In 1996, the Health Insurance Portability and Accountability Act (HIPAA) defined standards for safeguarding the sensitive, confidential data of all patients. The act requires health insurance providers to enforce strict privacy and security rules, each designed to protect the patient and all electronically protected health information, known as e-PHI.
When entering the healthcare domain, it is integral that your team understands the specific regulations set forth by HIPAA so that they are included in your testing plan and strategy. As you gear up for healthcare software testing, remember these strategies to ensure full compliance:
- Access Control
Within an application, a user should be allowed to access only the minimum amount of information needed to complete a given task. Strict access control can be achieved with four approaches:
- An access control list which allows user access only to specific applications/modules/areas.
- User-based access which requires identity certification for entry.
- Role-based access which relies on a user's role to determine access rights. For example, a user with multiple job functions will have multiple roles and thus multiple rights information access.
- Context-based access which restricts access to certain dates/times or devices within a specified information system or network.
- Encrypted Data Transfers
All data shared among users should be fully encrypted, and only decrypted by authorized users. The same applies to data that is stored in the cloud, or by any other means. Following testing, you should perform risk analysis in the event of any data loss during transfer or unauthorized access attempts.
- Data Sanitization
When performing application testing for a healthcare organization, make it a standard practice to exchange any patient data with test data. For example, you will remove any existing field data (name, address, SSN number, phone number, etc.) and replace it with generic data.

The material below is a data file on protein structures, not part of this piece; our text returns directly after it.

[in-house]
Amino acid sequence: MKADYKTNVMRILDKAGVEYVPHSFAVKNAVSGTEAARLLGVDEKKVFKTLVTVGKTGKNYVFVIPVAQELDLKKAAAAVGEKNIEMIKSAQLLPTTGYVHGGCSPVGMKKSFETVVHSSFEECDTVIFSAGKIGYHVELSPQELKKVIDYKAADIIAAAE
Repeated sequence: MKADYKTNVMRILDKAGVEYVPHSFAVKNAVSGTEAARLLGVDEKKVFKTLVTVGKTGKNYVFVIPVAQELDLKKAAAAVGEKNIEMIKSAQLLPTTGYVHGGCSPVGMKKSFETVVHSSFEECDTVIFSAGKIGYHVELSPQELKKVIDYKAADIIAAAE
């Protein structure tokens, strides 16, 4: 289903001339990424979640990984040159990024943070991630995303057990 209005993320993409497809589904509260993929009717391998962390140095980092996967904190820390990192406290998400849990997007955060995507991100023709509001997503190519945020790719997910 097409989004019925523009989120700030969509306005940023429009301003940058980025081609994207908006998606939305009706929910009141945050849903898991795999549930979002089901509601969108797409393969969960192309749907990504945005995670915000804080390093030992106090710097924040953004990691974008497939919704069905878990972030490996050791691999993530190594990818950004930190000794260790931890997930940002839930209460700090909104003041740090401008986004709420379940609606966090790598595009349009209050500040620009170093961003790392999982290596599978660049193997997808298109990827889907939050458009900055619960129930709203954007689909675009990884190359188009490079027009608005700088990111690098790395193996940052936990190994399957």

- Structured Test Data Approach:
Standardize the test data used for verification and validation of modules within the application. For example, if you are testing the generation of reports for a patient, the provided data might be:
Data structuring helps define the testing performed at different levels and across different parameters.
- Audit Trail
Implement an audit trail to monitor all actions involving patient data. This includes modifications, deletions, additions, and just about any other action you can imagine. Along with the action, the audit trail logs the time that it occurred and the user that performed it. Any suspicious activity or data breach can be referenced against the audit trail to determine the origin.
- Failover/Load Balancing
This is perhaps the most vital aspect in the healthcare domain, as loss of patient data can put a life on the line. Failover plans and load balancing are used to verify the system's ability to continue day-to-day operations while back-ups are performed. It also determines if a system is able to allocate additional resources when needed, and if it can recognize that need once it arises. A strong failover strategy, implemented correctly and tested thoroughly, should provide near-complete data protection, minimal data loss, and immediate recovery in the event of error.
In the healthcare domain, the stakes are very high. This is all the more reason to pay close attention to your QA team and your software testing strategy. The end result will be a solid, dependable product, a happy client, and protected patients. (Click to tweet)
Can you think of any other testing strategies that are unique to the healthcare domain? Leave a comment below to start a discussion. Ready for the full run-down on how to refine your healthcare software testing strategy to meet HIPAA compliance? Download the complete guide by clicking below!